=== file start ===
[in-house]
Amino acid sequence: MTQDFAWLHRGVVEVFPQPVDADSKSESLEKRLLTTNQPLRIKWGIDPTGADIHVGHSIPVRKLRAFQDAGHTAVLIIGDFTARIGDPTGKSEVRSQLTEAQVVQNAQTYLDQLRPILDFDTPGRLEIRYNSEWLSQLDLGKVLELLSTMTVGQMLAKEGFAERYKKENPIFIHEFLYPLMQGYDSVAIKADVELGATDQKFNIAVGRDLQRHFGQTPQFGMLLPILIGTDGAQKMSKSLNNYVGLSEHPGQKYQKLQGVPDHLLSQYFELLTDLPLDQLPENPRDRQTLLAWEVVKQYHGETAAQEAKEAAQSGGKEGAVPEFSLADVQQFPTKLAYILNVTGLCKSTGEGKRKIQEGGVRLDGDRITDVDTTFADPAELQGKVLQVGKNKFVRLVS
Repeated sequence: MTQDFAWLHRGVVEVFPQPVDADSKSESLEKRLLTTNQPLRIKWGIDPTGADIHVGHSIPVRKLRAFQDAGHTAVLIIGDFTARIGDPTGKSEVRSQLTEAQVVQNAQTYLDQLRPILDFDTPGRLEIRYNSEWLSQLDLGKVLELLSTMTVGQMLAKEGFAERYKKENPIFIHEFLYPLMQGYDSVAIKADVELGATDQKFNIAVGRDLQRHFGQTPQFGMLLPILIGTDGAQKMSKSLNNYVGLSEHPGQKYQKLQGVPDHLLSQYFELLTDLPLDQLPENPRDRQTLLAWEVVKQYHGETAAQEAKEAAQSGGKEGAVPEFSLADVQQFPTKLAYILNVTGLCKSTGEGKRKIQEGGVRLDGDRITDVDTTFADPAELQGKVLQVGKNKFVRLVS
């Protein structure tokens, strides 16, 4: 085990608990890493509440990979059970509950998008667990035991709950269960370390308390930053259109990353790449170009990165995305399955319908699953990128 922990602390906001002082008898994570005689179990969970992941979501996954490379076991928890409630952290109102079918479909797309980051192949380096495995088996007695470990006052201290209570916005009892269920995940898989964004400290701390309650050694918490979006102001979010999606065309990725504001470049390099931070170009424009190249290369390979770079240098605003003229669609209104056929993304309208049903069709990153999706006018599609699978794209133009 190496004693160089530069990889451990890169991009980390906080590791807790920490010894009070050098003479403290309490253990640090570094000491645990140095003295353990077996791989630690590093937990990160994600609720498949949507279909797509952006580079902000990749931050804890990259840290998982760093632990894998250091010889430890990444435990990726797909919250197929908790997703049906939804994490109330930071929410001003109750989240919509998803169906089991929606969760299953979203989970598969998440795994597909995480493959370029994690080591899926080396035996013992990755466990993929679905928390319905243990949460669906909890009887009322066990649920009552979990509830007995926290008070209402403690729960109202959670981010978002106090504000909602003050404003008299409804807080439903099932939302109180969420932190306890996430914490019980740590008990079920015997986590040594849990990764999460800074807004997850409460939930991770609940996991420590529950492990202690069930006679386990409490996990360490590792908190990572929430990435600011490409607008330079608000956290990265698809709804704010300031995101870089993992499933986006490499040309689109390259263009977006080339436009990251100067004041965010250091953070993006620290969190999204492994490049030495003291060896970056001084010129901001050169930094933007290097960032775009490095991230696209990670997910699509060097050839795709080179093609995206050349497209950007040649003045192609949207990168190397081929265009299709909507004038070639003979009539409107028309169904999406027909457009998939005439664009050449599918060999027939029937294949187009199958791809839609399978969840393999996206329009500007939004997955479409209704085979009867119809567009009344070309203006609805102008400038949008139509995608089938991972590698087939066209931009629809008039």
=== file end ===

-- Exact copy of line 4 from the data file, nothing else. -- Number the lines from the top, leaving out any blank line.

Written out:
């Protein structure tokens, strides 16, 4: 085990608990890493509440990979059970509950998008667990035991709950269960370390308390930053259109990353790449170009990165995305399955319908699953990128 922990602390906001002082008898994570005689179990969970992941979501996954490379076991928890409630952290109102079918479909797309980051192949380096495995088996007695470990006052201290209570916005009892269920995940898989964004400290701390309650050694918490979006102001979010999606065309990725504001470049390099931070170009424009190249290369390979770079240098605003003229669609209104056929993304309208049903069709990153999706006018599609699978794209133009 190496004693160089530069990889451990890169991009980390906080590791807790920490010894009070050098003479403290309490253990640090570094000491645990140095003295353990077996791989630690590093937990990160994600609720498949949507279909797509952006580079902000990749931050804890990259840290998982760093632990894998250091010889430890990444435990990726797909919250197929908790997703049906939804994490109330930071929410001003109750989240919509998803169906089991929606969760299953979203989970598969998440795994597909995480493959370029994690080591899926080396035996013992990755466990993929679905928390319905243990949460669906909890009887009322066990649920009552979990509830007995926290008070209402403690729960109202959670981010978002106090504000909602003050404003008299409804807080439903099932939302109180969420932190306890996430914490019980740590008990079920015997986590040594849990990764999460800074807004997850409460939930991770609940996991420590529950492990202690069930006679386990409490996990360490590792908190990572929430990435600011490409607008330079608000956290990265698809709804704010300031995101870089993992499933986006490499040309689109390259263009977006080339436009990251100067004041965010250091953070993006620290969190999204492994490049030495003291060896970056001084010129901001050169930094933007290097960032775009490095991230696209990670997910699509060097050839795709080179093609995206050349497209950007040649003045192609949207990168190397081929265009299709909507004038070639003979009539409107028309169904999406027909457009998939005439664009050449599918060999027939029937294949187009199958791809839609399978969840393999996206329009500007939004997955479409209704085979009867119809567009009344070309203006609805102008400038949008139509995608089938991972590698087939066209931009629809008039």